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Editorial: The War against Christmas Is Symptomatic of a Bigger Problem, Intolerant Secularism
By Deacon Keith Fournier
December 9th, 2012
Catholic Online (www.catholic.org)
We are the soul of the world in this age. That vocation has never been comfortable. That is why we have as our sign a cross. Intolerant Secularism is on the rise. We must not cower when confronted by those who attempt to silence us. Our message is not our own. It is for the whole world and it still sets the captives free.
WASHINGTON, DC (Catholic Online) - On January 11, 2012 the United States Supreme Court issued its opinion in Hosanna-Tabor Evangelical Lutheran Church and School v. Equal Employment Opportunity Commission. Though the case dealt with the ministerial exception, it was a rare moment for the High Court to speak favorably about religious institutions and their rights.
The First Amendment of the Bill of Rights to the US Constitution reads: "Congress shall make no law respecting an establishment of religion, or prohibiting the free exercise thereof; or abridging the freedom of speech, or of the press; or the right of the people peaceably to assemble, and to petition the Government for a redress of grievances."
The Establishment Clause of the First Amendment (the first part) was intended to protect against the establishment of a National Church and a forced adherence to its doctrine by all citizens. It was more aptly understood as an Anti-Establishment Clause.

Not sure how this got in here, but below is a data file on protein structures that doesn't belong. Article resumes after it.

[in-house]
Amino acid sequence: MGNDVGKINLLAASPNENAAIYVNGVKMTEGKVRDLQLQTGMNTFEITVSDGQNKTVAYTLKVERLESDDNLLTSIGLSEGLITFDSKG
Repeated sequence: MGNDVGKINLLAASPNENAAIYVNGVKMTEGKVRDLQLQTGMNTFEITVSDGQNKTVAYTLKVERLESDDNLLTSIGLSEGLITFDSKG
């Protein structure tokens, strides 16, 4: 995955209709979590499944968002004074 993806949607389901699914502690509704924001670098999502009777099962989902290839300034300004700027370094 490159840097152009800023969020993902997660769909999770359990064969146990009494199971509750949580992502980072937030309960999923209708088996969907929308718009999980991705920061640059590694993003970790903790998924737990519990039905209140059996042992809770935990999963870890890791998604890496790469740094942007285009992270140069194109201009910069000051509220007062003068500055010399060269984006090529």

Poor judicial decisions have contributed to the erosion of the protections which were supposed to be associated with this clause. They have also led to an interpretation of a Church/State separation which is hostile to religious institutions, discriminates against people of faith and seeks to censor religious speech and expression in the public square.
The Free Exercise Clause of the First Amendment (the second part) was intended to protect religious institutions and people of faith in their vital role in speaking and acting with freedom in an authentically pluralistic society - in order to serve the common good.
Yet, the Free Exercise of Religion is now routinely violated. The unconstitutional Edict issued by the Health and Human Services through which the Affordable Care Act will be applied is a recent example. The current US Administration seeks to compel the Church, in her institutions of care, charity and service, to violate her deeply held religious convictions.
For the longest time in our history it was presumed in the United States of America that the values informed by religious faith - and the active participation of religious institutions - were to be welcomed because they serve the common good.
Now, both the Free Exercise Clause and the Establishment clause have been turned on their respective heads. They are used to silence the Church and the religious speaker and actor - or in an to compel the Church to act in a way which she cannot and will not.
The Free Speech clause of that same First Amendment has also been subverted. When the message and the messenger being examined under its increasingly hostile scrutiny is determined by the State to be speaking what it considers to be a religious or moral message, the Amendment's protections seem to no longer apply.
Given this hostility, the Supreme Court's reaffirmation of the rights of Churches and religious institutions to follow their own internal doctrine in Hosanna-Tabor was a welcome decision. However, one decision is not enough to turn the tide.
The establishment clause has been twisted into a permutation which the American founders would not have even recognized.
One has only to look at the treatment of the poor senior citizens in this story. They have been told they must remove their Christmas tree in a private facility. Or, the edict of the Governor of Rhode Island to call the Christmas tree a "Holiday tree".